Serbia’s Great War in photographs : the May 2017 Slavonic item of the month

The Kingdom of Serbia’s involvement in the First World War saw a proportional loss of life which far outstripped that of the other Allies.  Ratni album (War album), published in Belgrade in 1926, commemorates the war with both reverence and realism.  From photographic portraits of victorious generals to pictures of the combatant and civilian dead, this extraordinary volume captures it all.

The front cover, with a standard ruler along the left to provide scale.  Close-ups of some details of the cover are provided at the end of this post.

The book is absolutely enormous – 33 cm high and 46 cm across – and weighty with it, each of its 448 pages printed on quite heavy gloss paper.  Photographs make up by far the lion’s share of the contents.  A brief introductory preamble leads on to 372 pages of photographs, a few given over to enormous reproductions of single photos but most featuring several pictures.  While the album does focus on the Serbian war experience, the whole sweep of the Great War is included, from the Western Front to the East (including the Russian Revolution).

A great deal of the captions and photographs come from the book’s assembler, Andra Popovic, a lieutenant colonel in the army.  The album is multi-lingual, with Serbian texts and captions followed by French and English translations.  The book ends with a brief history for the war, which concludes with the proclamation on the 1st of December 1918 of the creation of the Kingdom of Serbs, Croats, and Slovenes (its name would be changed to the Kingdom of Yugoslavia in 1929).

The pictures above show the arrest of Gavrilo Princip, assassin of Archduke Franz Ferdinand and his wife; an Austrian punitive force preparing to march on Serbia; the burial of the dead after battles at Macva; and the transporting of the wounded in ox-led carts.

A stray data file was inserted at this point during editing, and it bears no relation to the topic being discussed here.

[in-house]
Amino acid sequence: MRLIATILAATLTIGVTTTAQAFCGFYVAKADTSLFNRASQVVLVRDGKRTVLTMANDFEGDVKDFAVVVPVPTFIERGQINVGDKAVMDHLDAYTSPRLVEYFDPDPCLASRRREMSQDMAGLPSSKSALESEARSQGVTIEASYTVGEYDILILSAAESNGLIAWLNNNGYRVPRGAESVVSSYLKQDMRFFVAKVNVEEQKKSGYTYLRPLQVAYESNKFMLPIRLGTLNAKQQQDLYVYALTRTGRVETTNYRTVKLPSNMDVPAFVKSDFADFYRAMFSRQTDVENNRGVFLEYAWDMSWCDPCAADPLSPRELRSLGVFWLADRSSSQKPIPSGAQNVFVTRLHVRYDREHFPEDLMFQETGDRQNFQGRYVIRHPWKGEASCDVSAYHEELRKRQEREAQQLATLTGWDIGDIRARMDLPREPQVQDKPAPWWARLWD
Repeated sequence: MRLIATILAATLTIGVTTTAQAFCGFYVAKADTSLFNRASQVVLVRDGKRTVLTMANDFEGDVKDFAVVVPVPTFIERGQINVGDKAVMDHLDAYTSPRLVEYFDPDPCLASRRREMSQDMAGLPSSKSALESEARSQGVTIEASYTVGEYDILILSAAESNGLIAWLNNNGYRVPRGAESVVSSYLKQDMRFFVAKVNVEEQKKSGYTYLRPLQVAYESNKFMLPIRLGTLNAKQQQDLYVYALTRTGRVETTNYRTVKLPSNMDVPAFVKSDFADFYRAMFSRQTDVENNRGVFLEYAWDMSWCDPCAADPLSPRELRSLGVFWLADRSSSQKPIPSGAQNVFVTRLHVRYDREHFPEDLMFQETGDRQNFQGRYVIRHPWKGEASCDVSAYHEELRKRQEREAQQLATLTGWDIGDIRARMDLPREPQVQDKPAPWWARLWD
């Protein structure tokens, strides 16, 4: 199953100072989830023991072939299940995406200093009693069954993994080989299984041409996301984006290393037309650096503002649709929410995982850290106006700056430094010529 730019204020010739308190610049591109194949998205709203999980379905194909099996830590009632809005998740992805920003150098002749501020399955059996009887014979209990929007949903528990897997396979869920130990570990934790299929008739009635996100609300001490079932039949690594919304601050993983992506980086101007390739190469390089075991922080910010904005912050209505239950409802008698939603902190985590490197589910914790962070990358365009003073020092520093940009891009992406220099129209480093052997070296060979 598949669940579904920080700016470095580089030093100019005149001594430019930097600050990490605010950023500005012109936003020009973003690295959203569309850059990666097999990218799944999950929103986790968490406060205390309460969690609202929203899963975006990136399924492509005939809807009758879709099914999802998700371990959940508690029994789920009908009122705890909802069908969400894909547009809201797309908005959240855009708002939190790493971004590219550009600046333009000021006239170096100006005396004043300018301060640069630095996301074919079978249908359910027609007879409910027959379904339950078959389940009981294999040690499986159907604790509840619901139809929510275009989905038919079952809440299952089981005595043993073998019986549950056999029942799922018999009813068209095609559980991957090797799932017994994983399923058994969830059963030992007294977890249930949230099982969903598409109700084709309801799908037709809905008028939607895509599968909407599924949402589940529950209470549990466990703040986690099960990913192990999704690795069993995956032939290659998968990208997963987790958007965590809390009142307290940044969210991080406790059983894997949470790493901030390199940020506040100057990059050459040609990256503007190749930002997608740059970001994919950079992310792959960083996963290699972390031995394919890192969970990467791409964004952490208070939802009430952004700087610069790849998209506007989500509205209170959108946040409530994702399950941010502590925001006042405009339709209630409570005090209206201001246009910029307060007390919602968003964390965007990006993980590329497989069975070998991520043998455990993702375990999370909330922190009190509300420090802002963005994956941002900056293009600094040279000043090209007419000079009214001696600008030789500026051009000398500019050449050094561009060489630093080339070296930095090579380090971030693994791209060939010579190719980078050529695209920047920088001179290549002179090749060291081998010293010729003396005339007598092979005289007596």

Ratni album is by no means the only photographic record of World War 1 in the UL.  Its subject heading World War, 1914-1919–Pictorial works is shared by scores of other items, but our volume provides a fascinating view of the war from one of its less well-known fronts.  Bought only in recent years and in extraordinarily fine condition, it is a handsome and valuable recent addition to our collections, if also one that is poignant not only in what it shows of the atrocities of the Great War but also in the clues it unwittingly gives about the tragedies that the following decades would bring to the area.  Resentments from this age, after all, would surface bitterly and bloodily more than once in the remainder of the century.

For readers of this blog who cannot easily make a trip in to see our copy (or for local readers unequal to the not undemanding task of manhandling the volume), Belgrade University Library has digitised their copy:

Details of the front cover, showing the quality of the physical publication.

Mel Bach

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